7 Ways Kids Can Make You Healthier
Stressed and overworked? Take lessons from the kids to improve balance in your life
Sometimes thinking like a kid is the best way to sail through the gamut of grown-up challenges parenting throws your way. From getting fit to maintaining your emotional balance, acting childish may just be the best way to go.
Here are seven ways that emulating your kids may make you healthier and happier.
1. Opt for your toddler’s healthy snacks
Eating the same healthy snacks as your toddler can help you feel better. Frozen grape halves and icy banana-on-a-stick combine vitamins and fibre, with a lot less sugar than a frappuccino. And while non-fat foods are often assumed to be the healthy choice, opting for your toddler’s full-fat alternatives may be better in the long run. “If 2 percent fat yogurt’s eaten on its own, the 2.5 to 3 grams of fat (about 1/2 a teaspoon) will take a little longer to digest, helping you feel full longer,” says Mary Bamford, a Toronto-based registered dietitian.
(Related: A Guide to Healthy Eating for Kids, Straight from a Pro)
2. Child’s play reminds you fitness should be fun
Whether it’s chasing butterflies, playing tag or body surfing, when left to their own devices, kids will burn off calories in ways that are fun, fun, fun! That’s why they don’t get bored playing. Similarly, adults should find workouts that are f-u-n—there’s no stronger motivation out there.
(Related: 8 Dance Workouts Perfect for People Who Hate Exercising)
3. Do like toddlers and preschoolers and recover quickly—and keep going
If it’s been a while since we’ve worked out, we adults can come up with a lot of reasons why we can’t get back to our regimen. Too tired. Out-of-style workout gear. Cross-trainers got dirty. Little kids, on the other hand, have a resiliency we’d do well to adopt. When they fall on their butts, they cry, and then get back up and start moving again.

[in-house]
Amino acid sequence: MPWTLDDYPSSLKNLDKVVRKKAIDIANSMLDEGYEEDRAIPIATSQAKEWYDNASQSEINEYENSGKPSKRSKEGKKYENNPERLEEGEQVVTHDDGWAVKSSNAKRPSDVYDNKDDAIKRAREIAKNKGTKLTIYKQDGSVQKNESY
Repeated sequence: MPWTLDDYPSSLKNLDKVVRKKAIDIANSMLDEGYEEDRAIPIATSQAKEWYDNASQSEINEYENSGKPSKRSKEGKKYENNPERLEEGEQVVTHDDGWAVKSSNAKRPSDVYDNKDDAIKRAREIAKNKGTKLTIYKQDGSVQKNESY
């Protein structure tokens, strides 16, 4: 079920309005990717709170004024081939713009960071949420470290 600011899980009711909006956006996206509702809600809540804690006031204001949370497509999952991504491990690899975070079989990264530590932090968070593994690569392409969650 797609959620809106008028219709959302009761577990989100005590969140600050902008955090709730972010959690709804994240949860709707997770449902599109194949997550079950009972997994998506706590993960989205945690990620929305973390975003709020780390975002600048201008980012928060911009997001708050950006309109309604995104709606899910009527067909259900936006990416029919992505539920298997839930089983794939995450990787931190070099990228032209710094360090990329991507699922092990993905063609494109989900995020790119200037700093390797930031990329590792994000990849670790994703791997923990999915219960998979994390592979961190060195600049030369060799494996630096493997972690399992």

4. Learn to say “no” like little kids
Your brother asks you to babysit his kids again—even though it’s the third time this month and he has yet to reciprocate. Your supervisor thinks you’d be the perfect person to organize the company’s virtual social club. Make like a toddler and shout after us: “No! No! No!” Okay, maybe a tantrum isn’t the best route, but there’s no reason “I’m sorry, but I’m overextended as it is,” “You’re sweet, but no thanks” or “Maybe another time” can’t work. If “no” is going to help you maintain your emotional equilibrium then say it.
5. Master “timeout”
“Take a brain break,” says Karyn Hood, a clinical psychologist. “People often find that focus and productivity improve once they return to a task after a brief reprieve—with renewed determination and increased energy to tackle the rest of the day.” If you’re about to lose it after spending hours on the same spreadsheet or hanging out with a grouchy baby remove yourself from the source of stress. During work hours, go for a walk or grab a java or find responsible childcare so you can get a one-hour break. Look for a community centre offering parent relief services, work out outside, or see if a relative or friend can pop by for a bit so you can take a breather.
(Related: 9 New Books to Read to Ease Stress and Reset Your Mind)
6. Remember that messy = fun
Kids know having fun is more important than staying mess-free. Chances are, your personal trainer and family doctor would prefer that you (and your kids) prioritize stress-relieving outdoor fun over staying neat and tidy, too.
7. Relearn portion control
Kids eat until they’re full. Many adults, on the other hand, eat until their plates are clean. And with today’s outsize restaurant portions skewing perceptions of correct portion sizes, that’s a problem. Eat like a kid instead: Graze until you’re about 90 percent full, then stop. You’ll be amazed at how much healthier you feel.